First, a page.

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Introductory reading: spin foam

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Spin foam models of quantum gravity rely heavily on the use of spin networks, so it is a good idea to understand spin networks before trying to read about spin foam. There isn’t a comprehensive book on either spin foam models or on spin networks. For spin foams, that’s maybe because the subject is still actively evolving. But for spin networks, there could be but no-one has written it yet.

A good introduction to spin networks is Seth Major’s A Spin Network Primer, in which diagrams stand for tensor calculations. Another key reference is the thesis of John Moussouris, Quantum Models of Space-Time Based on Recoupling Theory (D. Phil. thesis, Oxford, 1983), which is unfortunately not online. See also my spin foam lectures.

A more abstract approach is the skein theory approach which does the whole theory using the relations between the diagrams instead of tensor calculations. This is the original approach of Penrose in Angular momentum: an approach to combinatorial space-time. The theory was made more systematic when quantum groups were invented, and is neatly summarised in chapters 1-9 of the book of Kauffman and Lins, Temperley-Lieb Recoupling Theory and Invariants of 3-Manifolds. It is a generalisation of the original spin networks due to the introduction of a parameter A. The connection with tensor calculations is described in Kauffman’s Spin Networks And The Bracket Polynomial. To recover the Penrose/Seth Major approach, one should put A=-1 everywhere.

Spin networks lead naturally to the gold standard model of quantum gravity, the Ponzano-Regge model.  This is a model for  three-dimensional space-time. It is covered in my paper with Ileana Naish-Guzman called The Ponzano-Regge model, and also in John Moussouris’ thesis. It is worth getting hold of the original paper, Semiclassical limit of Racah coefficients by Ponzano and Regge as it has a wealth of ideas and calculations, as well as being a useful reference for the precise definition of a 6j-symbol. The Ponzano-Regge paper does not quite give a general definition of the Ponzano-Regge model, because the authors were not clear about the correct sign factors. This problem has frequently been overlooked in the intervening years, but is sorted out in my paper with Ileana.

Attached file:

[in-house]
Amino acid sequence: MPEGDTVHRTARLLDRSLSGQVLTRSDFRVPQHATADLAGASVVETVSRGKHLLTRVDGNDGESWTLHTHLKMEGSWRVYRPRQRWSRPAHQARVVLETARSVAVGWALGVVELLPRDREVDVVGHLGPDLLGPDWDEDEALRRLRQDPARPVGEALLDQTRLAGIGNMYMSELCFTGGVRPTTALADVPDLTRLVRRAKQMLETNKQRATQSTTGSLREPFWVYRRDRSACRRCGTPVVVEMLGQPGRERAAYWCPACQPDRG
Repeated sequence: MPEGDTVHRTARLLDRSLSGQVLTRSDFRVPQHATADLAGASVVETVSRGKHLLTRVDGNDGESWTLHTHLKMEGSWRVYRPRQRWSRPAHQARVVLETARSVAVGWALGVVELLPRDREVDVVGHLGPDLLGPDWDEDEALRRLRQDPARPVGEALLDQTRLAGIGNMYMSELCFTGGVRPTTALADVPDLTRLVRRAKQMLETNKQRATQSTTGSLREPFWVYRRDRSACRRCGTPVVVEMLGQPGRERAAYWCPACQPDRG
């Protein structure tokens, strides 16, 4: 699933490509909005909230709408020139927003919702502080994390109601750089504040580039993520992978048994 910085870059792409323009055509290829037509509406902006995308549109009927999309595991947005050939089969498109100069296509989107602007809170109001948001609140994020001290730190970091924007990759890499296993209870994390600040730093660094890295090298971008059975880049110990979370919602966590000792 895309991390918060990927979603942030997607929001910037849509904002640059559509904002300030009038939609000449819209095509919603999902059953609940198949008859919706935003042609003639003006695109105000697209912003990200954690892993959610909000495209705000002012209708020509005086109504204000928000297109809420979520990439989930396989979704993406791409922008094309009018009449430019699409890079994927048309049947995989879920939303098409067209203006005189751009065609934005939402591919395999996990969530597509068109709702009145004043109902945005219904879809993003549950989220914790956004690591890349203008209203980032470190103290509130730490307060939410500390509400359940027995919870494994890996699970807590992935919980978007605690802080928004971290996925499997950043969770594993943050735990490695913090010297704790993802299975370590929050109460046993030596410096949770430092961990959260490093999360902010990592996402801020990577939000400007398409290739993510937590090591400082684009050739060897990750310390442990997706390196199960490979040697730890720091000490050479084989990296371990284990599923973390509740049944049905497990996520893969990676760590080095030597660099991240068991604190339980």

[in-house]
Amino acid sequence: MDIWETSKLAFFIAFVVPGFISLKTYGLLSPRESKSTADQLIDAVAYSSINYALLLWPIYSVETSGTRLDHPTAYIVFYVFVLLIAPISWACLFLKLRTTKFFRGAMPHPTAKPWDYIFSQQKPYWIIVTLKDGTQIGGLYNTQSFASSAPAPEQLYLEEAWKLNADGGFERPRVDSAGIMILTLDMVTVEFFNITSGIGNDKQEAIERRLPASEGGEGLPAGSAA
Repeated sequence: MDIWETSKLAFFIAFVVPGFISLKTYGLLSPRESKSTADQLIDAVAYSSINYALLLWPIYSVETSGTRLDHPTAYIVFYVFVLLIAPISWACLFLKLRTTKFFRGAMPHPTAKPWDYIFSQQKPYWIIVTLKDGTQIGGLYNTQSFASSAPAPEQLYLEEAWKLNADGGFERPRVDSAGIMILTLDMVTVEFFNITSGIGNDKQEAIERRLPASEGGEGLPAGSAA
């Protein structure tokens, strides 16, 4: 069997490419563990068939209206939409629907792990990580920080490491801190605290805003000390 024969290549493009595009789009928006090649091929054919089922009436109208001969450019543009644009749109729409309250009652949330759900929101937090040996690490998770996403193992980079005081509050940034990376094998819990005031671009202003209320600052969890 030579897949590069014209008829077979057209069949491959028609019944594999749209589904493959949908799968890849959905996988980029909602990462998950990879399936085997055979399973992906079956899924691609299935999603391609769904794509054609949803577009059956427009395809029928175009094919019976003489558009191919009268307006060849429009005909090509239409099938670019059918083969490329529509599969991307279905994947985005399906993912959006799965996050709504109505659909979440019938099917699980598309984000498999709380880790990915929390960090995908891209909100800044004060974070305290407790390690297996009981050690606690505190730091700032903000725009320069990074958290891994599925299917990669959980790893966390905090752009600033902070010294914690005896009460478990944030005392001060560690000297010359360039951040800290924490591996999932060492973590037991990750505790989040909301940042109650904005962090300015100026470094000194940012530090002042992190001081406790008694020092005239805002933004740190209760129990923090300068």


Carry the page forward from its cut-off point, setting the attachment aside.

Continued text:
The quantum group cousin of Ponzano-Regge is the Turaev-Viro model, in which the additional parameter A can have a range of values and determines the value of the cosmological constant. This model is fully defined in a mathematical sense (unlike the Ponzano-Regge model which sometimes has infinities). It is therefore a better starting point for more mathematical investigations of 3d gravity. It is introduced in my spin foam lectures. The starting point for the literature on observables and particle couplings is my paper Geometrical measurements in three-dimensional quantum gravity.

Another generalisation of spin networks is to use the diagrams in a space-time as observables in a gauge theory. The edges of the diagram are parallel transport operators. This is much used in loop quantum gravity, where the idea is to rewrite general relativity as a gauge theory. The approach is explained in detail in Carlo Rovelli’s book Quantum Gravity.

I should warn that the original idea of loop quantum gravity, as a quantization of this gauge theory, faces obstacles and is not currently a promising research direction. However the basic ideas are often used to motivate the closely-related spin foam models, as explained both by Rovelli’s Living Review and by Etera Livine. Some further reading material for spin foam models is found on Dan Christensen’s page.

Written by johnwbarrett

15 December 2011 at 17:10

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  1. […] presence here of two possible eigenvalues ±1, is because the  Ponzano-Regge model sums over both orientation of the […]

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